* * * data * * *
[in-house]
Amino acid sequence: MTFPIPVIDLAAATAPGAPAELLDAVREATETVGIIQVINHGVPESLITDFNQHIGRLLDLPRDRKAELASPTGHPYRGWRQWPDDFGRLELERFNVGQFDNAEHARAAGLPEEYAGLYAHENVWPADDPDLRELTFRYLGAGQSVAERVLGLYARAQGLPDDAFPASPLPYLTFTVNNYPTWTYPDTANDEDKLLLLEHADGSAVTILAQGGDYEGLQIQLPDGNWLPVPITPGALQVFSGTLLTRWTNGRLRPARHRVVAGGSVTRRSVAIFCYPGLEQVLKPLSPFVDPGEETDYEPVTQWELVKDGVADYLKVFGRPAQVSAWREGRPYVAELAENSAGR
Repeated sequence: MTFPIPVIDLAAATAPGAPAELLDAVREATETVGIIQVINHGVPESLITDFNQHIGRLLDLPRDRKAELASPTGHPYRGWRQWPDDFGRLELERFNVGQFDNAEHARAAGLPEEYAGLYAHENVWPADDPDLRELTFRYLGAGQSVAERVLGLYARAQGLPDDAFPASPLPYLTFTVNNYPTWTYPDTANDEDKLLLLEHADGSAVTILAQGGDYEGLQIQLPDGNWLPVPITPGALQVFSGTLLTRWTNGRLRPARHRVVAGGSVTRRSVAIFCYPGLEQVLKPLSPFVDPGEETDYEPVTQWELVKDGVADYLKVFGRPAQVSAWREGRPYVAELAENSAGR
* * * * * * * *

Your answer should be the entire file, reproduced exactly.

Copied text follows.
[in-house]
Amino acid sequence: MTFPIPVIDLAAATAPGAPAELLDAVREATETVGIIQVINHGVPESLITDFNQHIGRLLDLPRDRKAELASPTGHPYRGWRQWPDDFGRLELERFNVGQFDNAEHARAAGLPEEYAGLYAHENVWPADDPDLRELTFRYLGAGQSVAERVLGLYARAQGLPDDAFPASPLPYLTFTVNNYPTWTYPDTANDEDKLLLLEHADGSAVTILAQGGDYEGLQIQLPDGNWLPVPITPGALQVFSGTLLTRWTNGRLRPARHRVVAGGSVTRRSVAIFCYPGLEQVLKPLSPFVDPGEETDYEPVTQWELVKDGVADYLKVFGRPAQVSAWREGRPYVAELAENSAGR
Repeated sequence: MTFPIPVIDLAAATAPGAPAELLDAVREATETVGIIQVINHGVPESLITDFNQHIGRLLDLPRDRKAELASPTGHPYRGWRQWPDDFGRLELERFNVGQFDNAEHARAAGLPEEYAGLYAHENVWPADDPDLRELTFRYLGAGQSVAERVLGLYARAQGLPDDAFPASPLPYLTFTVNNYPTWTYPDTANDEDKLLLLEHADGSAVTILAQGGDYEGLQIQLPDGNWLPVPITPGALQVFSGTLLTRWTNGRLRPARHRVVAGGSVTRRSVAIFCYPGLEQVLKPLSPFVDPGEETDYEPVTQWELVKDGVADYLKVFGRPAQVSAWREGRPYVAELAENSAGR